Bruce Norris  Absolutely.

Amanda Han  Yeah. So, I think, looking ahead, 2021, there are signs that, that might be reversed, where we are now again, able to take tax deductions without limitation for property taxes, and, you know, state income tax, but we’ll see, right? That’s one of those potentially good news that…

Bruce Norris  Yeah. On a year that has maybe not very many, that’s the good news. All right, I’m just going to go down like a list. And I know, nothing’s been decided on these, but give us your take on when you go to these meeting., what’s the, what’s the mood about? And what’s it? What’s it likely to go to, so, current top tax rate for personal taxes is?

Matt MacFarland  Right now, it’s 37%.

Bruce Norris  And, and you think, or what is being discussed now about it might change to what?

Matt MacFarland  So, they talk, the talk that the Biden Administration kind of was throwing out there during the election and everything is that they’re planning to push it up to 39.6%. And that would be for people, you know, making, making over $400,000 as a married couple. So, that would be a big, big change from where it currently is. Because at $400,000 you’re probably only paying, you know, top into the 32% bracket maybe getting into 35% right now.

Bruce Norris  Right.

Matt MacFarland  So, it would be a big change for those people on the higher end of $400,000.

Bruce Norris  Okay, current top corporate tax rate.

Matt MacFarland  So, right, a couple years ago, they changed it to a flat rate of 21%. There’s talk that they want to increase that from a flat 21 to a flat 28%.

Bruce Norris  That’s like 30 plus percent.

Matt MacFarland  Yeah, no, I mean, you know, and five years ago, whatever it was, you know, that was a graduated scale with the lowest one was 15%. You know, or.

Bruce Norris  Yeah.

Matt MacFarland  Other than 0%, obviously, but I mean, so yeah, it’ll be interesting to see if that goes through.

Bruce Norris  The current capital gains tax rate.

Matt MacFarland  So, it’s a kind of a graduated scale from the capital gains rate. Most people pay 15%. Some people pay 20%. If there, if their income is above, you know, around $430,000 for a married couple, they’re going to pay 20% on, you know, some or, you know, all their capital gains. But the proposal I, if I remember correctly, the proposal they’re talking about is, is increasing that rate on capital gains of 39.6% for people making over a million dollars.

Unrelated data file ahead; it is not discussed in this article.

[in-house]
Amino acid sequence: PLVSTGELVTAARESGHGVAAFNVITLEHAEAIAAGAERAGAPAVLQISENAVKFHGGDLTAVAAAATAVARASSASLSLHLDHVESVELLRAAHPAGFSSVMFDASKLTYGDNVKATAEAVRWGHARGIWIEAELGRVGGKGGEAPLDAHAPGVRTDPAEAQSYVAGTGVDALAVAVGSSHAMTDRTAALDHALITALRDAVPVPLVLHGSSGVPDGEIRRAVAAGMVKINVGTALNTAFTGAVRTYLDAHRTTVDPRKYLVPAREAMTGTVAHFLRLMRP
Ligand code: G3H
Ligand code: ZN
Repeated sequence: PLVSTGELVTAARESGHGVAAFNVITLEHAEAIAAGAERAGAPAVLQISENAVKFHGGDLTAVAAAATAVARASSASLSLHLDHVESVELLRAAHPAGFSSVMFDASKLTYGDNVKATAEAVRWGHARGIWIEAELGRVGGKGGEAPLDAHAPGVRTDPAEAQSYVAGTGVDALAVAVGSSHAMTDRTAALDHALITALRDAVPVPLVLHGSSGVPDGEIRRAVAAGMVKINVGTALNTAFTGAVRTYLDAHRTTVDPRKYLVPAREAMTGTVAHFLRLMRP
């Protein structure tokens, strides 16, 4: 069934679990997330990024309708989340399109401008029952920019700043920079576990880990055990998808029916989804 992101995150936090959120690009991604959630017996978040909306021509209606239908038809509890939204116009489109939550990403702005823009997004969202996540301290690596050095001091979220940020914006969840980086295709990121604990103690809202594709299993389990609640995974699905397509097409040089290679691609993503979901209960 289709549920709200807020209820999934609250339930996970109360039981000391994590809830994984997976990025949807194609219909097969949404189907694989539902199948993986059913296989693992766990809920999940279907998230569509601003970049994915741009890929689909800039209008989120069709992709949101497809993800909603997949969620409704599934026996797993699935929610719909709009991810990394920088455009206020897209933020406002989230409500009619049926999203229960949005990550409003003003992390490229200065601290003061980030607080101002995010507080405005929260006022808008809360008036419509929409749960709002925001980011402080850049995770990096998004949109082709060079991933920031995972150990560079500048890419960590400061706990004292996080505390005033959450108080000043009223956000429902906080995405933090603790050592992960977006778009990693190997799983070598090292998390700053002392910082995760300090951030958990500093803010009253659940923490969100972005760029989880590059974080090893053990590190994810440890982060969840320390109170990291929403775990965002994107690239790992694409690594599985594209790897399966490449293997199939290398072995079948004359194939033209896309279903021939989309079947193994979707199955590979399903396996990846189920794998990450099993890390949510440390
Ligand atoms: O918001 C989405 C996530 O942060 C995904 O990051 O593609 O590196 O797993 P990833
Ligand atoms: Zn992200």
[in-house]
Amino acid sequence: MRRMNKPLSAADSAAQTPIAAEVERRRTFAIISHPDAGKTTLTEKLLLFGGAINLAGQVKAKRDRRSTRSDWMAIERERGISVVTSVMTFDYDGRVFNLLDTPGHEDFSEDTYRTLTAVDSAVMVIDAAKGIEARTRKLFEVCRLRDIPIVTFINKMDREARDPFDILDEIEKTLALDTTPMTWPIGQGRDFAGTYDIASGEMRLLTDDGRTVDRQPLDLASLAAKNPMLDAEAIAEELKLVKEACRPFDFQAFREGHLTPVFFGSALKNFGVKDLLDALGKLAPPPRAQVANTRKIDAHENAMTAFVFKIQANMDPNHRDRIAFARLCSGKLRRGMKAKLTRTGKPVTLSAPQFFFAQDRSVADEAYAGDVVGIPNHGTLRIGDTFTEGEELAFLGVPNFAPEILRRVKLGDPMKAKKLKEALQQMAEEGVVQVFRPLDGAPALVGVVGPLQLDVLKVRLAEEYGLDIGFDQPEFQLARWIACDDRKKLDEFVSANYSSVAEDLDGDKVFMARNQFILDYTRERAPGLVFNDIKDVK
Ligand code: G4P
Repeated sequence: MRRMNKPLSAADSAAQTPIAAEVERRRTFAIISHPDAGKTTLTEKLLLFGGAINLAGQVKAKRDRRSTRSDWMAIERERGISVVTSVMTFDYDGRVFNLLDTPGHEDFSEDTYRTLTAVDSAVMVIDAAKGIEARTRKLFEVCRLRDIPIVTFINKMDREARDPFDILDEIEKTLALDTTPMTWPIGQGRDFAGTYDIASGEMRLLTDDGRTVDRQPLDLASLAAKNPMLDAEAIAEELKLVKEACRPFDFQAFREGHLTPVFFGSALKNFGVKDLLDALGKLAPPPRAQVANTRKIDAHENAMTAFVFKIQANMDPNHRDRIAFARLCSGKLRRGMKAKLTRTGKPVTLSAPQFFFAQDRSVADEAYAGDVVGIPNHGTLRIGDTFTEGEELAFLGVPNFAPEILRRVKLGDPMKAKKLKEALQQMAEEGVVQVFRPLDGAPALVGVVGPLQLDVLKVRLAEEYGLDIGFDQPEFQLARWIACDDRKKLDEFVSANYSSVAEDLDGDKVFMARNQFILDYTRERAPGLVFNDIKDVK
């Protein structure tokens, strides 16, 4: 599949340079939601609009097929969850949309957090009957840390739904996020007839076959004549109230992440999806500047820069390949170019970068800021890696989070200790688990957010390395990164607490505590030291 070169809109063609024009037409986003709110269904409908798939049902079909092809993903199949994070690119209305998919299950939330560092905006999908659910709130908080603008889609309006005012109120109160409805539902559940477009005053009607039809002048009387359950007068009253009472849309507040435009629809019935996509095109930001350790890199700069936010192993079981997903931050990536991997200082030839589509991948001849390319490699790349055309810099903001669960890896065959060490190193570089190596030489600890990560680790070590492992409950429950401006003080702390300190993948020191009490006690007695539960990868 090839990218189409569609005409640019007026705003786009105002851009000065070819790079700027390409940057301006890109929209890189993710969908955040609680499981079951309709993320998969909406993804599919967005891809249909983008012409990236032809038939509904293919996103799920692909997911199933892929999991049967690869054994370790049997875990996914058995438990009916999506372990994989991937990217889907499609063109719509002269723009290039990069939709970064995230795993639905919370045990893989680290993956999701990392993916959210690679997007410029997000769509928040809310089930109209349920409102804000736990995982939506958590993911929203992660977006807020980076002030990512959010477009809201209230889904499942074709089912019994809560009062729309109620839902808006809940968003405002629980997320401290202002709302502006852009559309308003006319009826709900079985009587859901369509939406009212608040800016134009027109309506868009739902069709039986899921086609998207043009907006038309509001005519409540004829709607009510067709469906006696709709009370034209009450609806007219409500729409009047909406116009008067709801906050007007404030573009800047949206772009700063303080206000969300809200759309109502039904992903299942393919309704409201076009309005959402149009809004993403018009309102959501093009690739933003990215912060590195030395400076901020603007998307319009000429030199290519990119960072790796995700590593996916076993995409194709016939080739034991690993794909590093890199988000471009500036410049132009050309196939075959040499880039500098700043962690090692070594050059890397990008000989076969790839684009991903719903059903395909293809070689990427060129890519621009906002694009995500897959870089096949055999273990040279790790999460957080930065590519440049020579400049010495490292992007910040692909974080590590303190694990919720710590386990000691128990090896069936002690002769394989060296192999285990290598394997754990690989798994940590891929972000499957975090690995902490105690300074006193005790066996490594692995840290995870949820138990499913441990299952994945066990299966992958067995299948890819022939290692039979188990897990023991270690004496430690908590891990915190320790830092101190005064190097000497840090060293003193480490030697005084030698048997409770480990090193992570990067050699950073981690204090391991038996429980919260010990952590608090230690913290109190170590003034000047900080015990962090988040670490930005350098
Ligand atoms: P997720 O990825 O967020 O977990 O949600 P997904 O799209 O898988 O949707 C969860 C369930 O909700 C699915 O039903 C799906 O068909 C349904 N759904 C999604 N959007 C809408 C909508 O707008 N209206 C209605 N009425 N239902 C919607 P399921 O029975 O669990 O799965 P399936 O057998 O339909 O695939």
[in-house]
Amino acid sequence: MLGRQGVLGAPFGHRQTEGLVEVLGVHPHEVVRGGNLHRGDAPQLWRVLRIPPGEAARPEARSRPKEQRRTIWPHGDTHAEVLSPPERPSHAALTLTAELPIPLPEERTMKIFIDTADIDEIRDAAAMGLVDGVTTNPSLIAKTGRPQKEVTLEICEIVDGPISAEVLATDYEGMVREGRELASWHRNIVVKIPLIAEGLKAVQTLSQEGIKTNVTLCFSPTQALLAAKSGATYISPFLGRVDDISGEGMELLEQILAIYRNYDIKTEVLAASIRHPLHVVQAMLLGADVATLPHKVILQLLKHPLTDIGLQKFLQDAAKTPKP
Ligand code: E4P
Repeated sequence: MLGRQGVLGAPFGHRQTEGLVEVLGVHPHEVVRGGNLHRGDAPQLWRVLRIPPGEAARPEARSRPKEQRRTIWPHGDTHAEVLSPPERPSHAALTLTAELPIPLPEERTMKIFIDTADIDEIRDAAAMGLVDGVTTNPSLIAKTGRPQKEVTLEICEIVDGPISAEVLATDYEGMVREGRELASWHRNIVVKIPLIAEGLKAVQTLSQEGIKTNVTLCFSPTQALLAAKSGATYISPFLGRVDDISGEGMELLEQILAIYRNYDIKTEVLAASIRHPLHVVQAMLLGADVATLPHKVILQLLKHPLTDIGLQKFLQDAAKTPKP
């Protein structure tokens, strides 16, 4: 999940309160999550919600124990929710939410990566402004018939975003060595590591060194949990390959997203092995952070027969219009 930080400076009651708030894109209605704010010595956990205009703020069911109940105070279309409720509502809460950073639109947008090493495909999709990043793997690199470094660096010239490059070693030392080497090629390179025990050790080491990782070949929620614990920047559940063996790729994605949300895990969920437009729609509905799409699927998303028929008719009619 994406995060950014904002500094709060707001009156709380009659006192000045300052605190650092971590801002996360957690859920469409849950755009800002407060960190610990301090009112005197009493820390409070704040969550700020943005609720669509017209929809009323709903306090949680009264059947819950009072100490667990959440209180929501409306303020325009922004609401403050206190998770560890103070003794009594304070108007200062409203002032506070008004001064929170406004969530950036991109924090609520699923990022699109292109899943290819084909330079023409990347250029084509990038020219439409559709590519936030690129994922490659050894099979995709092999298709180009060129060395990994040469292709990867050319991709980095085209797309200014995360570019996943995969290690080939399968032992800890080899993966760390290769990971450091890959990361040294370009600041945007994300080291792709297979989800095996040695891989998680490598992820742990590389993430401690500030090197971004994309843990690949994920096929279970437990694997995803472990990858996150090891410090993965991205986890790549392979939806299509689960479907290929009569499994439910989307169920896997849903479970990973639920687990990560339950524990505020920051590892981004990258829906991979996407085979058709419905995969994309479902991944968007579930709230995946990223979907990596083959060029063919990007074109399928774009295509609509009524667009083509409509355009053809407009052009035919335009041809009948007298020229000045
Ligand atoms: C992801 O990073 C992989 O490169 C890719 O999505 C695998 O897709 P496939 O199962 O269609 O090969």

Bruce Norris  Right.

Matt MacFarland  Now, my understanding that it’s a million of taxable income, but you know, is that where it finally falls out? You know, is it a taxable income? Is it a gross income? Is it an AGI. You know, I mean, who knows?

Bruce Norris  Yeah, could you, could you could sell an apartment building and have a million-dollar.

Matt MacFarland  Yeah, yeah. I mean, it’s not Yeah, it’s not hard, depending on your portfolio, obviously.

Bruce Norris  Okay. Collecting Social Security tax on earners that make over 400 grand. That’s something that they’re talking about.

Matt MacFarland  Yeah. So, that’s one where you know, right now, everybody’s Social Security tax kind of their wage base, if you will, caps out it, I think the 2021 numbers around 142,800, something like that.

Bruce Norris  Yeah.

Matt MacFarland  If this goes through, they want to bring it back once somebody’s income reaches $400,000. Now, wait, these would-be wages, because this is what it’s applied on. So, basically, if somebody makes $500,000 a wage, they’d be having Social Security tax on the first, you know, 142. And then the last 100,000, over above 400, they’d have a, you know, the amount in the middle that we call like a donut hole. They wouldn’t have any Social Security tax on that’s what, that’s what I’m reading at least.

Bruce Norris  Yeah, I think you’re right. But that’s not a little, that’s not a little tax. What’s..

Matt MacFarland  That’s the thing. I mean, we’ve, you know, we’ve, you know, you got clients that, you got clients that have RSU stock options, they, you know, they exercise them, and them it goes up by a million bucks because of the stock they received. I mean, that would, that would count towards that tax, you know.

Bruce Norris  Okay, now, the way social security tax is paid, it’s typically split by an employer.

Matt MacFarland  Yeah, I mean, yeah. So, that they would you know, the employer pays half of it, the employee pays half of it. But you know, for those people who are self-employed they..

Amanda Han  Yeah, I think the pros and cons, we have a lot of clients who are self-employed. So, if they have their own S Corp or C Corporation, you know, the downside to that is you are the employer and the employee, so.

Bruce Norris  Yeah.

Amanda Han  Theoretically, all 15% is still coming from your pocket. The good side of it, though, is that there’s a lot more planning opportunities, we can say, well, let’s reduce our payroll to stay under the threshold and take out more as dividends or more in terms of, you know, write-offs. So, there’s more strategies there versus you know, a true employee, obviously, you’re not going to tell your employer to reduce your compensation to save on taxes.

Matt MacFarland  No, you want to, Joe, you want to reduce your compensation?

Bruce Norris No.